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KWV Cathedral Cellar Sauvignon Blanc 2011

Big on the granadilla.

The time has come for commentators to celebrate a broader spread of Sauvingon Blanc styles. A heavily pyrazine-driven way of doing it has held sway for about the last 10 years and it’s not difficult to work out why – prior to that local Sauvignon tended to be pretty wishy-washy so when these dramatically green wines came along, they really stood out and their intensity of flavour quite rightly reaped plenty of reward.

There’s an element of fashion when it comes to wine, however, and just as the drinking public became so fatigued with heavily wooded Chardonnay that the ABC (“Anything But Chardonnay”) movement sprung up, there is a danger that “green” Sauvignon Blanc will fall out of favour.

The winemaking team at KWV are a thoughtful bunch and the Cathedral Cellar Sauvignon Blanc 2011 is clearly an attempt to be ahead of the curve. The aroma of granadilla billows out of the glass and it’s again present on the palate along with some pineapple, too. It’s fairly bursting with ripe fruit and it’s tempting to think of it as the perfect incarnation of new-wave Sauvignon Blanc but there’s one small but significant shortcoming in that it lacks real acidic zip. You’re left with the impression that its originators were trying too hard to get away from “lean and mean”. Score: 15.5/20. Cellar price: R80 a bottle.


  1. Hi Christain

    Does this not validate what Debra Meiburg was saying at OMTWS 2011….I quote: I think there’s a danger when regions chase that lively green methoxypyrazine flavours. That was quite trendy about ten years ago, but much of the wine world that was producing those styles are moving away from that.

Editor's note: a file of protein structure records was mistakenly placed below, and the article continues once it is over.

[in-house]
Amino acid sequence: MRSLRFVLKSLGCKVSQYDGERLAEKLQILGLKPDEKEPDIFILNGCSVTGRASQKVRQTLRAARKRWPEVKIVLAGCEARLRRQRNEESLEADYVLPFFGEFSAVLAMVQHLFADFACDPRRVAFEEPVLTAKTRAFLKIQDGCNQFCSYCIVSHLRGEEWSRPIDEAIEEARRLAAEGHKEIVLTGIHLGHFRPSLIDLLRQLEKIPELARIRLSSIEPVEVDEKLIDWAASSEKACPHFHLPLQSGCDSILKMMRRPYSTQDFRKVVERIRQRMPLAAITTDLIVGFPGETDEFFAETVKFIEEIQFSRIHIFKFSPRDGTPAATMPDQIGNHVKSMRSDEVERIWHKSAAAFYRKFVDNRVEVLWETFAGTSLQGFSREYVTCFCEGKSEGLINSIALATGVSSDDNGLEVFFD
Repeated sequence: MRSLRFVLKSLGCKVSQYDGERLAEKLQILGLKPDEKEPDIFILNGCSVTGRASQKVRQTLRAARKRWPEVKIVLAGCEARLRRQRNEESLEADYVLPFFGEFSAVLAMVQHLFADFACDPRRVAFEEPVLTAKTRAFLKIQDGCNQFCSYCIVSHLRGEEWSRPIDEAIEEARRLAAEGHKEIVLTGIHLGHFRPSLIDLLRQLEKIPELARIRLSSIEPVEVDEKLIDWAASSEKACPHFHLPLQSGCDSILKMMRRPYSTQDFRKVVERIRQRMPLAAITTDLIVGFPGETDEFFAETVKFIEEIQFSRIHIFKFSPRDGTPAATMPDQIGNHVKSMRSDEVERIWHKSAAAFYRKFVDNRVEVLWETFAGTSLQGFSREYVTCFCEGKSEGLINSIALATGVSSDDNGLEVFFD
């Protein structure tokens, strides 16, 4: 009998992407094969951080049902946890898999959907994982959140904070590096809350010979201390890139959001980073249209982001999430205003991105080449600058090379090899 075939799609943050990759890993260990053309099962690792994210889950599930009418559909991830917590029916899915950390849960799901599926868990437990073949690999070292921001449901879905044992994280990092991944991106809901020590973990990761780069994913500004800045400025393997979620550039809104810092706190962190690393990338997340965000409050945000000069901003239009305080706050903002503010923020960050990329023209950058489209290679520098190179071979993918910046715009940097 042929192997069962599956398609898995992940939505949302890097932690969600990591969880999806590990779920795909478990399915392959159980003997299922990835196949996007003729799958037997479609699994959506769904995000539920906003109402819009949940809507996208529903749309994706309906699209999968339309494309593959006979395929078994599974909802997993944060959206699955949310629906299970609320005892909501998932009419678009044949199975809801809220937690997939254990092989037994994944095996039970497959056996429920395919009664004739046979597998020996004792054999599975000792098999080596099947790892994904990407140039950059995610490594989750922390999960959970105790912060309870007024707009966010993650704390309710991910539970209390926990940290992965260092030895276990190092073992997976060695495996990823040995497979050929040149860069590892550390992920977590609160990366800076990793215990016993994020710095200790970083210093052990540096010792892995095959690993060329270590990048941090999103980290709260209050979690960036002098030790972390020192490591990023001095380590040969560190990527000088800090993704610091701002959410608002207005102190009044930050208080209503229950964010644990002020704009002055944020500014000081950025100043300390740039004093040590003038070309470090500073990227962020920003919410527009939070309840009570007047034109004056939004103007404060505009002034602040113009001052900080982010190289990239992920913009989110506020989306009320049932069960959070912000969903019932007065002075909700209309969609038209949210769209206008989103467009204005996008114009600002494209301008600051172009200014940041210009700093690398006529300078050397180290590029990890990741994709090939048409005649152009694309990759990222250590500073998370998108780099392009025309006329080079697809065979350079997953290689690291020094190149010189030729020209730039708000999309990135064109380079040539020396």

I would imagine she is talking from an international taste prospective, thus effecting wines we export, as opposed to what the local market wants and drinks.


  2. Hi Dionysus, What makes OMTWS such a worthwhile undertaking is the input from international judges such as Meiburg. I’ve had the privilege of chairing the Sauvignon Blanc panel at this competition for the last couple of years and have certainly been influenced by what the international judges have had to say. Alex Hunt’s view in 2010 was that many of the wines appeared manipulated”, Meiburg’s view last year was that they were too green, as you correctly point out. I’ don’t think anyone should be swayed too drastically by an MW who pops in for a couple of days but we should at least keep an open mind. Ultimately, however, we need to have more self-confidence: Strandveld Sauvignon Blanc 2010 is just about as good as any dry white could possibly be, and I defy anybody to find serious fault with it.

  3. Totally agree with you on the Strandveld Sauvignon, it’s almost pure green Nirvana, bar one thing, that slightly hefty 14% abv – roughly 2.5% less than a decent Muscat. However, its deftly balanced, will age a charm and so what if knocking back a bottle gets you little buzzed.


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